Insurer 2 accepted that both the head contract and the subcontract fell within the definition of “Insured Contract”. Insurer 2 added in its submission, however, that it was necessary to have regard to both, in combination. It was submitted by Insurer 2 to be relevant in this regard that, for the purposes of sums insured and limits of liability, the head contract and its subcontracts were to be treated as one Insured Contract. 

The Insurer 2 argument proceeded on the fraught basis that the Insurer 2 policy limits coverage to subcontracts to circumstances where the requirement to insure subcontractors’ interests is under ‘the Insured Contract’ as opposed to ‘an Insured Contract’. Insurer 2 argued that when one looked to the subcontract one saw that the subcontractor was to insure itself. And so Insurer 2 argued that the Insured Contract (which it contended was the subcontract) did not require this insurance (the Insurer 2 policy) for the subcontractor’s interests (for the purpose of paragraph 3 of the definition of “the Insured”). 

This Insurer 2 position was also argued to be supported by:

  • a comparison of the particular wording of the alternative forms of the insurance requirement in clause 17 of the subcontract – the second of which (not chosen) expressly included the requirement that the liability insurance extend to cover the interests of subcontractors;
  • an alleged “conflict” between clause17 of the head contract and clause 17 of the subcontract;
  • the terms of the subcontract and the “subcontract preliminaries” in its Annexure E, which required the subcontractor to provide the Main Contractor (SX) with ‘Certificates of Currency for all insurances the Subcontractor is required to effect under this Subcontract including but not limited to public liability and workers compensation insurance’. 

Insurer 2 also submitted that there was no relevant obligation on SX to insure P&B for the purposes of the Insurer 2 policy; that P&B was required to insure (which it did) for liability insurance; and that it would be uncommercial to have two parties so obliged. 

Allsop CJ rejected the Insurer 2 submissions. 

His Honour rejected the construction arguments put forward by Insurer 2, including its attempt to elevate the significance of “Insured Contract” by preceding it with ‘the’.

His Honour held that the natural meaning of the definition of “Insured Contract” when read with paragraph 3 of the definition of “the Insured” means:

…a subcontractor to SX, if its interest (“such interest”) is required to be covered under the QIG/SX Contract (for QIG’s evident commercial interests), is an Insured. That is why “Insured Contract” includes a subcontract in relation thereto. There is no conflict posited at all. P&B is an insured, as SX is required by the QIG/SX Contract to insure it; and nothing in Alternative 1 in cl 17 of the SX/P&B Subcontract is to the contrary.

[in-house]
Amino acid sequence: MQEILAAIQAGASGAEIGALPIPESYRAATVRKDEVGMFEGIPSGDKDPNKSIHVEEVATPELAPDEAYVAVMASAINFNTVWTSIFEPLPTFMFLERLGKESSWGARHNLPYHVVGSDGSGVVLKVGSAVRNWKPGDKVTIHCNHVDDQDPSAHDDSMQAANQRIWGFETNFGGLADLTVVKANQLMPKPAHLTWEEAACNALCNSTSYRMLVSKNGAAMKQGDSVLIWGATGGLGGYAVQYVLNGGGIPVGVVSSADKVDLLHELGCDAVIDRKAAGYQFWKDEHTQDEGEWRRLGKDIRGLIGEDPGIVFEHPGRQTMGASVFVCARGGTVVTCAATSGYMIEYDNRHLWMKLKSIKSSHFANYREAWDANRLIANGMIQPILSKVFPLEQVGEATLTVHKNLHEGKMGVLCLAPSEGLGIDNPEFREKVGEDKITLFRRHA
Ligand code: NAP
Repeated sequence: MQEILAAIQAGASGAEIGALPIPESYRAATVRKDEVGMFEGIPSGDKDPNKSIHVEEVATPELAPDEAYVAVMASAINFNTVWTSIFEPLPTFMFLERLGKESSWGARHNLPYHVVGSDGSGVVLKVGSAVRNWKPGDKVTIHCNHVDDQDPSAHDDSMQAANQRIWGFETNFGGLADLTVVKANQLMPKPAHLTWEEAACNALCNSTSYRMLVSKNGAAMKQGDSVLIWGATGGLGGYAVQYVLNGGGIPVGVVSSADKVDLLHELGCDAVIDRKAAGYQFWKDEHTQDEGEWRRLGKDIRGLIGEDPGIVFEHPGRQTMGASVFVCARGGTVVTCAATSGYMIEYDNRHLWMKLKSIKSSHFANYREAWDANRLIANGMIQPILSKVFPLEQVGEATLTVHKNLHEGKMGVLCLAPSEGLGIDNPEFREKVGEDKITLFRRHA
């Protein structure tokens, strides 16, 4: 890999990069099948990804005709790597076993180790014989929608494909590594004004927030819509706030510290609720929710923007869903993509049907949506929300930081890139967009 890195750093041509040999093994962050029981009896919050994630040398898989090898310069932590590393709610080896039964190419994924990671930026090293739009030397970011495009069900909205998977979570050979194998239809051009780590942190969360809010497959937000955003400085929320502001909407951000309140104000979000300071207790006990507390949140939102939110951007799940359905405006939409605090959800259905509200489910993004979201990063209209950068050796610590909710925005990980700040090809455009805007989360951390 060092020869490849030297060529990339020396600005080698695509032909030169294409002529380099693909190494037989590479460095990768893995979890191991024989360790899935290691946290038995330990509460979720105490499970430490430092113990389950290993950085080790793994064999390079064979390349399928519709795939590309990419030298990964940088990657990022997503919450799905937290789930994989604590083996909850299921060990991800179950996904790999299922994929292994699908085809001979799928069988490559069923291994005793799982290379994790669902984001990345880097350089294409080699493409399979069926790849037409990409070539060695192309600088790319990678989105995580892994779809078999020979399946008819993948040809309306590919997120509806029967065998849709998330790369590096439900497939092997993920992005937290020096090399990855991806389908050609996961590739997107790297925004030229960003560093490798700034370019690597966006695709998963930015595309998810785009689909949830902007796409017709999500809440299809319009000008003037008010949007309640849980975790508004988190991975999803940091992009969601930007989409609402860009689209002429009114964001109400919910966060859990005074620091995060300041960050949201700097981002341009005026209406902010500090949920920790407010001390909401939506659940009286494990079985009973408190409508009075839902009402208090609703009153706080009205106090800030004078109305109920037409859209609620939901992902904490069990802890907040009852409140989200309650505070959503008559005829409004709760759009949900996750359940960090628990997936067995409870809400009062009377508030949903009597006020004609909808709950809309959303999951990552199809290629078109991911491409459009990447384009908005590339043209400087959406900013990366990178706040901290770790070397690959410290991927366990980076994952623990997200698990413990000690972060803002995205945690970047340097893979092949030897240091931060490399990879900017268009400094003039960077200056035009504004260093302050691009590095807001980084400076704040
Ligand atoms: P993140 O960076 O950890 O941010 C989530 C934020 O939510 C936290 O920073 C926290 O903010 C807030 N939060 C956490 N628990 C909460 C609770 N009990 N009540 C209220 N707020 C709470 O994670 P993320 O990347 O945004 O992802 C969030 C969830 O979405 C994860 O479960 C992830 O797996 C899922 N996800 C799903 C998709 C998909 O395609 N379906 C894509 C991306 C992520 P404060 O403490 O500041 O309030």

His Honour also rejected the attempt by Insurer 2 to find significance in the Insurer 2 policy prescription (in its special conditions) about subcontractor insurance, stating:

…provisions of the special insurer’s terms and conditions in the Closing Instructions document are not indicative, on their face, of removal of subcontractors from the definition of “the Insured”, but rather are indicative of a requirement that subcontractors’ insurances have a certain quality and a certain substance: that valid liability insurance be held for no less than $5 million (the Insurer 2 cover being $20 million) on terms acceptable to Insurer 2 or an identified broker on behalf of Insurer 2, and a deductible of $250,000.00 if such insurance was not preapproved. These are provisions protective of Insurer 2 on the hypothesis that cover is granted to subcontractors by the Insurer 2 policy; they are not provisions expressed or apparently designed to remove the Insurer 2 cover from a subcontractor for which the Named Insured (SX) had otherwise (in the Insured Contract, the QIG/SX Contract) promised to effect and maintain cover. 

In providing his reasons, his Honour also included the observation that the Insurer 2 requirement that subcontractors have a policy gave Insurer 2 the comfort of co-insurance for any such subcontractor and an insurer (as here with Insurer 1) which would respond directly to the subcontractor.  

Defence Costs

Insurer 2 submitted that there could be no right of contribution in respect of Insurer 1’s defence costs of $700,000, as it conducted the defence and P&B had no liability for any of this and there was no indemnification by Insurer 1 of its insured, P&B. 

Allsop CJ rejected this argument after noting that ‘[b]oth provisions as to defence costs were intimately connected with the grant of indemnity for liability to third parties’. 

His Honour referred in this regard to well-established principle, concluding that this was a situation in which by reason of the payment of one insurer the other insurer was relieved of the obligation to pay the insured under its policy. His Honour added:

As a matter of principle, there is no basis for the proposition that the direct expenditure of money on costs by the insurer (as opposed to a reimbursement by the insurer of expenditure of money on costs by the insured) is otherwise than properly viewed as a subject of contribution. 
    …

The character of a provision for an insurer directly paying defence costs and of a provision providing for an insurer indemnifying an insured which has paid its own defence costs is the same: both are directed at the same risk – the costs of defence. 
    …

Here the duty to defend and the Defence Costs provision in the Insurer 1 policy are together part of a policy of indemnity. They should not be hived off as non-indemnificatory provisions for which contribution is not available. 

Roger Walter

Partner

P: 02 8257 5736

Email Roger